Nothing bad can happen at the Ritz; inside its gilded walls every woman looks beautiful, every man appears witty. The Auzellos are the mistress and master of the Ritz, allowing the glamour and glitz to take their minds off their troubled marriage, and off the secrets that they keep from their guests–and each other.
Until June 1940, when the German army sweeps into Paris, setting up headquarters at the Ritz. Suddenly, with the likes of Hermann Goring moving into suites once occupied by royalty, Blanche and Claude must navigate a terrifying new reality. One that entails even more secrets. One that may destroy the tempestuous marriage between this beautiful, reckless American and her very proper Frenchman. For the falsehoods they tell to survive, and to strike a blow against their Nazi “guests,” spin a web of deceit that ensnares everything and everyone they cherish.
But one secret is shared between Blanche and Claude alone–the secret that, in the end, threatens to imperil both of their lives, and to bring down the legendary Ritz itself.
Based on true events, Mistress of the Ritz is a taut tale of suspense wrapped up in a love story for the ages, the inspiring story of a woman and a man who discover the best in each other amid the turbulence of war.
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Mistress of the Ritz is inspired by a true story. In the afterword, author Melanie Benjamin discusses her research of Claude and Blanche, pointing out that both were extremely reticent to discuss the war years in the time after, and there is little primary research on either. As such, many aspects of this book could be taken as creative license, although she does address the main facts she used to build the story, something I always appreciate an author doing in a historical novel.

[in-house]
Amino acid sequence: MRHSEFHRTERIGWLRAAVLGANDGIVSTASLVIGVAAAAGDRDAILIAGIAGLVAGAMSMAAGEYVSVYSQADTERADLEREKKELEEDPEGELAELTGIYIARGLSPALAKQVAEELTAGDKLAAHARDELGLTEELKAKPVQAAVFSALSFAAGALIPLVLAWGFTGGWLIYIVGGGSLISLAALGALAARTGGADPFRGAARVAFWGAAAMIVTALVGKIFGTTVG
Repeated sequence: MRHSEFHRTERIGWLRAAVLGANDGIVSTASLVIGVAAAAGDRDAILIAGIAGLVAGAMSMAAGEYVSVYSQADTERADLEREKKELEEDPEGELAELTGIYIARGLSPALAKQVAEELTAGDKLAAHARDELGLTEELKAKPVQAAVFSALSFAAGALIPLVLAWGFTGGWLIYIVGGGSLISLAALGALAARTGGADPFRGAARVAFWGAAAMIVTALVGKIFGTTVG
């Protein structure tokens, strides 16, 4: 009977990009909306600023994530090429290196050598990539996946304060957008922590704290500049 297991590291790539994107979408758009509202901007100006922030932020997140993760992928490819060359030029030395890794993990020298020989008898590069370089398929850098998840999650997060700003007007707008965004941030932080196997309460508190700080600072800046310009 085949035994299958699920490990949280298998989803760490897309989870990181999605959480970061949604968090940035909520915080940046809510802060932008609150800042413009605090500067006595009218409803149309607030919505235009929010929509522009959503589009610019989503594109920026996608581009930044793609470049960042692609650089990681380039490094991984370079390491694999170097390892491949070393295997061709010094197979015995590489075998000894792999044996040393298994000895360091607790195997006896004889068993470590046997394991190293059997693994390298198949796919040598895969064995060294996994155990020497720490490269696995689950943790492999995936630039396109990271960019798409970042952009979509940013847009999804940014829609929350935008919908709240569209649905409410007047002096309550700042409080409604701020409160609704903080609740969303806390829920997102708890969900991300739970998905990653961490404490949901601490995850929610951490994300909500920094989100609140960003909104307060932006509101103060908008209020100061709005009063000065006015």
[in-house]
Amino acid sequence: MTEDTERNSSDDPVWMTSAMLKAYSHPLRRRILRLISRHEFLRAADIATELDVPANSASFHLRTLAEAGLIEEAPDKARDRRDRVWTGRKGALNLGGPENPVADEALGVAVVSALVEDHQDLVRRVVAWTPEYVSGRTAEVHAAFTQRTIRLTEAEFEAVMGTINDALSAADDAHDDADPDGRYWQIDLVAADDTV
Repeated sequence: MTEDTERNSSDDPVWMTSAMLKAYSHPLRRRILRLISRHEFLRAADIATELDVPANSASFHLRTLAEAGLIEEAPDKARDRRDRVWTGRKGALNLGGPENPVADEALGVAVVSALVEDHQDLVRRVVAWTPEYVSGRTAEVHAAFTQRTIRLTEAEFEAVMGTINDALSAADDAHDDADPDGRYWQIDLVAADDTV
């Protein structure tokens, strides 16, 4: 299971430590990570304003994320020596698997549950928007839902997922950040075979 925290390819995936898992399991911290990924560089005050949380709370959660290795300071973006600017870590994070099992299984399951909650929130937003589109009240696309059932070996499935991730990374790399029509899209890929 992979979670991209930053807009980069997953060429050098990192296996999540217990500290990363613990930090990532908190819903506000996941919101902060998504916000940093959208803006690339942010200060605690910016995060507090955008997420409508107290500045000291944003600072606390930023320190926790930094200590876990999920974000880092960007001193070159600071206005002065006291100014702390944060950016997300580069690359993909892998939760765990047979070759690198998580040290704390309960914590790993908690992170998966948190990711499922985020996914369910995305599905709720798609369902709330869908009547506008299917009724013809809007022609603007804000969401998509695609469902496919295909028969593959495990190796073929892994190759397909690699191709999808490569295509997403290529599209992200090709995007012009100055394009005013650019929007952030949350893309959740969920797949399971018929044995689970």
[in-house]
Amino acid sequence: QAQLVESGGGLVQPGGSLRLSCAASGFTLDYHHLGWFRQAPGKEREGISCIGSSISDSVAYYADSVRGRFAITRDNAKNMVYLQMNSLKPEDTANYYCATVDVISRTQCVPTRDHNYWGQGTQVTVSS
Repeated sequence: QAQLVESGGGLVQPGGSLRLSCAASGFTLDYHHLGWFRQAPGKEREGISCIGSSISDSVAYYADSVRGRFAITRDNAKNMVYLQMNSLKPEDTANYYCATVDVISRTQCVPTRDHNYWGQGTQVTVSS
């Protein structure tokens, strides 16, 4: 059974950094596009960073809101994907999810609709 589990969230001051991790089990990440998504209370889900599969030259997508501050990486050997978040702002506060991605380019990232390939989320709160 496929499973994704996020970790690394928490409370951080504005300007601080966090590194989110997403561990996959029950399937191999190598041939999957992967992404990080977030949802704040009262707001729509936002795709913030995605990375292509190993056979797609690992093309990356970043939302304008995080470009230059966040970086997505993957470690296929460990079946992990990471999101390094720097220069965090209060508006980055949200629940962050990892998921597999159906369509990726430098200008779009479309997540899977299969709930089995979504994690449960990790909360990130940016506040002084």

I listened to the audiobook version which is 12 hours, 17 minutes in length and narrated by Barbara Rosenblat. I did find the narrator’s voice slightly annoying, especially her portrayal of Blanche’s brash accent. However, the accent was probably accurate as to what Blanche’s own accent sound like, because there are pieces of her past she hides from the reader until the end, although I guessed at them just from the accent the narrator utilized.
Blanche comes across as too stupid to live at certain times, and I certainly see how she gets into trouble at that one pivotal point in the book. This does appear to be based on fact although exactly what happened in the restaurant is a mystery. I wonder how those who knew Blanche would feel about this depiction of her, as a flighty, childish, petulant border-line alcoholic. It certainly isn’t the most flattering, but there is no denying the heroic efforts both Blanche and Claude took to undermine Nazi occupation of Paris.
Blanche and Claude have a troubled marriage, that might even be classified as toxic. The deeper into the book I read, the more this became apparent to me. And yet, their reunion and new-found respect, love and appreciation for each other during the liberation of Paris shows that any relationship can be repaired given commitment and perspective.
I regret that their story isn’t more widely known, and that there isn’t enough concrete evidence to draw a more illustrative picture of their lives and war efforts, but I did thoroughly enjoy listening to Benjamin’s accounting. I was able to get through this audiobook in two days, while painting a bedroom and find myself missing Blanche and Claude a little bit.
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